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Health Care Spending Explosion May Lead to a Drastic Solution

MANAGED CARE May 2008. © MediMedia USA
Editor's Memo

Health Care Spending Explosion May Lead to a Drastic Solution

John Marcille
MANAGED CARE May 2008. ©MediMedia USA

John Marcille

Health care spending averaged $7,026 per person in 2006, according to our cover story by contributing editor John Carroll. By 2017, that number will shoot up to $13,101, accounting for 20 percent of GDP (this year, it’s estimated at 16.3 percent of GDP).

Over the years, many approaches have been used to try to control spending, many of them becoming the subjects of stories for this publication. Without much trying, I can think of a dozen: disease management, pay for performance, formulary tiers, consumer-directed health care, managed Medicare, provider- quality ratings, wellness, cooperation among players, tax reform, employee education, wellness promotion, benefit-based copayments.

And capitation.

Still, the costs keep rising, thanks mostly to our inventiveness. A study by the Congressional Budget Office titled “Technological Change and the Growth of Health Care Spending” says that advances in technology account for about half of health care spending in the last several decades. Nobody wants to give up the technology, though.

Marylou Buyse, MD, director of the Massachusetts Association of Health Plans who is quoted in our update on RomneyCare on page 46, will often ask audiences: “If you could take health care insurance premium rates back to where they were in 2000, would you?” Unanimously: Yes.

Would you go back to those rates even if it meant losing the technology gained since 2000? Unanimously: No. In fact, it’s a unanimous “no” even when the go-back-to year is 2005.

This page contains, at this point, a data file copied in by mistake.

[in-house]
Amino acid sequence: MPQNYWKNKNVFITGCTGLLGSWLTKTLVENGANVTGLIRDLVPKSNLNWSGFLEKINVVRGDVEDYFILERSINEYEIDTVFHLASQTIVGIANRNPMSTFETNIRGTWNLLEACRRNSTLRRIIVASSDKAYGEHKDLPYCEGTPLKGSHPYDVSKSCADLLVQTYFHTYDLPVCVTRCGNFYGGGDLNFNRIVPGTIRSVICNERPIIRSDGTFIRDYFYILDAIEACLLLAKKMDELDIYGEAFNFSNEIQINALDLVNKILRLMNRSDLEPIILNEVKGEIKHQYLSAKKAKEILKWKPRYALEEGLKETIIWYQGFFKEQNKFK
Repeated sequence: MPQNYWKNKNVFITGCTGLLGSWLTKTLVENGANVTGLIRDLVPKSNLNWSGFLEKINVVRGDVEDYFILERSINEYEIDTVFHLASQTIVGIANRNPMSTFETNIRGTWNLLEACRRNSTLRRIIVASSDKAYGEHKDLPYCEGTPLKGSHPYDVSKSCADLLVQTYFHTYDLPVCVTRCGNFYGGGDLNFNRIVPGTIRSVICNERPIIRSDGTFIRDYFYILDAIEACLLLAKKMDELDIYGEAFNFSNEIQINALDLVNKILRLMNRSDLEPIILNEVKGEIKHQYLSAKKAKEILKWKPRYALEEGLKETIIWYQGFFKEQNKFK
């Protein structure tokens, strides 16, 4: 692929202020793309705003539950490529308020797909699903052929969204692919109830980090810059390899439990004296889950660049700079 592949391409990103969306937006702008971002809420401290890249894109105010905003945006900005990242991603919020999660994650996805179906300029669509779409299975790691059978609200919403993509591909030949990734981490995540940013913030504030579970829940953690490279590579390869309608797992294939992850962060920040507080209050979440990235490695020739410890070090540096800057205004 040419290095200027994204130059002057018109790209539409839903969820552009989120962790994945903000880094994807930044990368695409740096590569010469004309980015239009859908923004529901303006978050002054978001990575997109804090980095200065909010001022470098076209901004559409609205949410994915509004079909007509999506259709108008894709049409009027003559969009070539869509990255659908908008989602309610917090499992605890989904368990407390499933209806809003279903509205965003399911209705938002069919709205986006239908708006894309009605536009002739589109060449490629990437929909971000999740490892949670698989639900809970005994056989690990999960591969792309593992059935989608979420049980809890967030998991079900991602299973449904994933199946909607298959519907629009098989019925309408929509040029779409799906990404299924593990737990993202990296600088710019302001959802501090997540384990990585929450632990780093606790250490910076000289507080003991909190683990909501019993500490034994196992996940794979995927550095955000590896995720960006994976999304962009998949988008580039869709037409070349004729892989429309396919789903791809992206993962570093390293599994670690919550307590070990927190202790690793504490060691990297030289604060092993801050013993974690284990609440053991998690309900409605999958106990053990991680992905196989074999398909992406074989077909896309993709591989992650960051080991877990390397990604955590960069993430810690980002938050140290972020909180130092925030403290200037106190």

“I don’t think that there’s an appetite in the public to give up what it considers to be even marginal, incremental gains in technology,” says Buyse.

I don’t recall if we’ve ever done a cover story on rationing, but maybe it’s worth considering.

Meetings

Pharmaceutical Pricing and Contracting Conference Philadelphia, PA September 22–23, 2014
Private Health Insurance Exchanges Conference Washington, D.C. October 7–8, 2014
National Healthcare Facility Management Summit Palm Beach, FL October 16–17, 2014
National Healthcare CFO Summit Las Vegas, NV October 19–21, 2014
National Healthcare CXO Summit Las Vegas, NV October 19–21, 2014
Innovative Member Engagement Operations For Health Plans Las Vegas, NV October 20–21, 2014
4th Partnering With ACOs Summit Los Angeles, CA October 27–28, 2014
2014 Annual HEDIS® and Star Ratings Symposium Nashville, TN November 3–4, 2014
PCMH & Shared Savings ACO Leadership Summit Nashville, TN November 3–4, 2014
World Orphan Drug Congress Europe 2014 Brussels, Belgium November 12–14, 2014
Medicare Risk Adjustment, Revenue Management, & Star Ratings Fort Lauderdale, FL November 12–14, 2014
Healthcare Chief Medical Officer Forum Alexandria, VA November 13–14, 2014
Home Care Leadership Summit Atlanta, GA November 17–18, 2014